Imran Khan writes to Facebook CEO Mark Zuckerberg, seeks ban on Islamophobic content on platform
This letter comes on the same day that Imran accused French president Emmanuel Macron of 'attacking Islam' after the European leader criticised Islamists and defended the publication of cartoons depicting the Prophet Mohammed.
Pakistan prime minister Imran Khan on Sunday wrote to Facebook CEO Mark Zuckerberg requesting that the social media firm ban Islamophobic content.
Imran, in the letter, sought a ban on Islamophobic content on the platform similar to that in place for the Holocaust.
— Govt of Pakistan (@GovtofPakistan) October 25, 2020
“I am writing to draw your attention to the growing Islamophobia that is encouraging hate, extremism and violence across the world and especially through the use of social media platforms including Facebook," the letter began.
Imran further said that he appreciates Zuckerberg's step to "rightly ban any posting that criticises or questions the Holocaust, which was the culmination of the Nazi pogrom of the Jews in Germany and across Europe". He added that the world is witnessing a similar pogrom against Muslims.
"Unfortunately, in some states, Muslims are being denied their citizenship rights and their democratic personal choices from dress to worship," Imran further wrote.
This letter comes on the same day that Imran accused French president Emmanuel Macron of "attacking Islam" after the European leader criticised Islamists and defended the publication of cartoons depicting the Prophet Mohammed.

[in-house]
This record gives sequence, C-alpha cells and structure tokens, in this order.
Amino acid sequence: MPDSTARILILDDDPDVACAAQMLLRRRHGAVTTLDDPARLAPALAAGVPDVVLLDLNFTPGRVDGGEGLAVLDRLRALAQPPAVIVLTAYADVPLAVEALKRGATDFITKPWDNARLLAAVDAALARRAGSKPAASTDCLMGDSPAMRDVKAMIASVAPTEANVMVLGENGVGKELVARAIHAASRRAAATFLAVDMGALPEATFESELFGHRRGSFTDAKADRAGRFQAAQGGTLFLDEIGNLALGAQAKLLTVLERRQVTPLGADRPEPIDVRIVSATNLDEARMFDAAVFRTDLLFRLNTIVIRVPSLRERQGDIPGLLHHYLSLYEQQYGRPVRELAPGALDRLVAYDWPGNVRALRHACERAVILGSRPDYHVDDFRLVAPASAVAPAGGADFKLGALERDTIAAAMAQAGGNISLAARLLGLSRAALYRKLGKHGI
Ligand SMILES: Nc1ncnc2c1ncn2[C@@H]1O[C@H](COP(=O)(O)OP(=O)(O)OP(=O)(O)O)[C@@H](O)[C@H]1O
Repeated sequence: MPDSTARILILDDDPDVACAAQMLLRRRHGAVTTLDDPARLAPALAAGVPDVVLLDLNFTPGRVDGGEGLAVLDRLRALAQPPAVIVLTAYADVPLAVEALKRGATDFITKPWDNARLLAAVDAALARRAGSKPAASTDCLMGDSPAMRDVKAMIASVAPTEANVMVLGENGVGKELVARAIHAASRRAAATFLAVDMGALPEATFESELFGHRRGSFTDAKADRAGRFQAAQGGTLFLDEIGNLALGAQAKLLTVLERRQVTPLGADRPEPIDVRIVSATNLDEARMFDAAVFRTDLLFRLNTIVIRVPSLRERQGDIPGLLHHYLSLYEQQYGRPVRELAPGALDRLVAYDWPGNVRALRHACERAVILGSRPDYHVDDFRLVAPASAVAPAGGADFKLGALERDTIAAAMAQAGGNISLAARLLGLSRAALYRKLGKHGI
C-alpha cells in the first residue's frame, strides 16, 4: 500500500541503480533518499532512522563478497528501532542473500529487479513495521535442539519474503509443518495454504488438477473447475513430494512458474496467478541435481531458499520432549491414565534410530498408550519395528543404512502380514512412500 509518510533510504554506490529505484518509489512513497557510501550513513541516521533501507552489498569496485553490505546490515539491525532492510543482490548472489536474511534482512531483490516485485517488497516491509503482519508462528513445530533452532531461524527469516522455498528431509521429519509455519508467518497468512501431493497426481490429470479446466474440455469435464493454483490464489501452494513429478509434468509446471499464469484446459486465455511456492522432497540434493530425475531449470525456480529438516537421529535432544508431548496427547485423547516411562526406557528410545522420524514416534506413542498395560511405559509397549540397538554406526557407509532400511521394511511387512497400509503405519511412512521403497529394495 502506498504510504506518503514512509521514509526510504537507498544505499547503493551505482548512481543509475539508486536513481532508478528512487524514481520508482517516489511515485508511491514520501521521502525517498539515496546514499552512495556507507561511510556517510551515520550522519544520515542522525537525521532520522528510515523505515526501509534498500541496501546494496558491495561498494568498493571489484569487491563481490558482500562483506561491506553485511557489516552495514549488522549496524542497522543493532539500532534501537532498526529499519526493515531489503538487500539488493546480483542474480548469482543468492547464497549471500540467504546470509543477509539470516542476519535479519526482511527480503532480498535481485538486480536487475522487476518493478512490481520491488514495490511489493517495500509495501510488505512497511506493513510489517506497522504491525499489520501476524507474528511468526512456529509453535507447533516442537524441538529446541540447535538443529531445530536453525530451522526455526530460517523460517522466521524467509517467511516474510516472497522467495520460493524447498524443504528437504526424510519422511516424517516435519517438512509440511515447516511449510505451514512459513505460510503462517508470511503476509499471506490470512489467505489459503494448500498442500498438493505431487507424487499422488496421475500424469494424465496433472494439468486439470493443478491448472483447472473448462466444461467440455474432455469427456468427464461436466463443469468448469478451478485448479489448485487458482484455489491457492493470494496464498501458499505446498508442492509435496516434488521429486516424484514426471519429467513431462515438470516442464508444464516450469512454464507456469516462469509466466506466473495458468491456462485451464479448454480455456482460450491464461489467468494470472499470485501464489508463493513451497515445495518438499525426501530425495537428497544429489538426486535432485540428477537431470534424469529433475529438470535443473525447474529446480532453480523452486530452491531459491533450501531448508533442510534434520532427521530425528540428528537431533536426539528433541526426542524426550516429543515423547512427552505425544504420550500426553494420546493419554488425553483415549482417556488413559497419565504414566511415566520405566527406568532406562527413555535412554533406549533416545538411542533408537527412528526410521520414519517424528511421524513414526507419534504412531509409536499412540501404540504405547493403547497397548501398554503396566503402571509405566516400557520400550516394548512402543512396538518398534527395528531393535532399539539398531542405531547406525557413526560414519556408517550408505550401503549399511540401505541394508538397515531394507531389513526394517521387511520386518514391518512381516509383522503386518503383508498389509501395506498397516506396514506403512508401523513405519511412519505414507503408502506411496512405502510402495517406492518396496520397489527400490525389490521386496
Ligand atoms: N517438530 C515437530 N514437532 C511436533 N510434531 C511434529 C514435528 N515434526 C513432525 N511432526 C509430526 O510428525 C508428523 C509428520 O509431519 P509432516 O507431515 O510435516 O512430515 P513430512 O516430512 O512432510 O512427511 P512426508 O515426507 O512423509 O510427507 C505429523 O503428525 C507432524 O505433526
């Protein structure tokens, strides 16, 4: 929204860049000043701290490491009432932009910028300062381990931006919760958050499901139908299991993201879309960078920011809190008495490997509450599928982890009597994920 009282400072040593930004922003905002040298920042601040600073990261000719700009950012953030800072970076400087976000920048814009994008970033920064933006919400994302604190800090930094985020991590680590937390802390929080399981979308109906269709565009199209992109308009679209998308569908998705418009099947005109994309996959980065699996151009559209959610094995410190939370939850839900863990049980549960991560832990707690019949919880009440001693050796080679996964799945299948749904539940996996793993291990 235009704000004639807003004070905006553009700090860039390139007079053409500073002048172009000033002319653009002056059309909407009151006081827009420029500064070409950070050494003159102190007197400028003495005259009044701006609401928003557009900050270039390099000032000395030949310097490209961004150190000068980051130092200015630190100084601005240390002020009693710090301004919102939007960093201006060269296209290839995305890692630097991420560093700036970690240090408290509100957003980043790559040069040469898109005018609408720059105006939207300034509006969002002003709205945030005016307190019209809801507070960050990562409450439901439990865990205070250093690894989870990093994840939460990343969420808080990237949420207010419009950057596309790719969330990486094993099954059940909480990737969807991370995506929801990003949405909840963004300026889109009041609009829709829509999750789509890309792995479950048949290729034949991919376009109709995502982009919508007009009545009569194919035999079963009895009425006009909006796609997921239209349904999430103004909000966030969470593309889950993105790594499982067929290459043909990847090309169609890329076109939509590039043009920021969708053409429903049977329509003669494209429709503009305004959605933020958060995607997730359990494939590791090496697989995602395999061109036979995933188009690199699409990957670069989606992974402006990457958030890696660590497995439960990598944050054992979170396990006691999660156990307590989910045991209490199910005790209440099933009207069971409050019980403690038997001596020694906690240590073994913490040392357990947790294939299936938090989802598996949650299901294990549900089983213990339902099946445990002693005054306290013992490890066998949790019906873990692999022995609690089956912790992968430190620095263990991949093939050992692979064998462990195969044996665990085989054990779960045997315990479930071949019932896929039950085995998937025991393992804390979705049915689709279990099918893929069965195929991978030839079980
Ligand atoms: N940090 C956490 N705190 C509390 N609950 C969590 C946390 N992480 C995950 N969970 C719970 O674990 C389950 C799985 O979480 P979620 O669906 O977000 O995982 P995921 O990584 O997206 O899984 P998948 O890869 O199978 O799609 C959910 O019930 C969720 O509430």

Imran's letter and comments come after Macron last week, after a French teacher was beheaded near Paris after he had shown cartoons of the Prophet during a class he was leading on free speech, said he "was killed because Islamists want our future."
In a series of tweets, Imran earlier Sunday said Macron's remarks would sow division.
"This is a time when Pres Macron could have put healing touch & denied space to extremists rather than creating further polarisation & marginalisation that inevitably leads to radicalisation," Imran wrote.
"It is unfortunate that he has chosen to encourage Islamophobia by attacking Islam rather than the terrorists who carry out violence, be it Muslims, White Supremacists or Nazi ideologists."
Facebook on 13 October said it was updating its hate speech policy to ban any content that denies or distorts the Holocaust.
This reversal came two years after Zuckerberg, in a 2018 interview with tech website Recode, said he did not think Facebook ought to delete such content though he found Holocaust denial "deeply offensive."
With inputs from agencies
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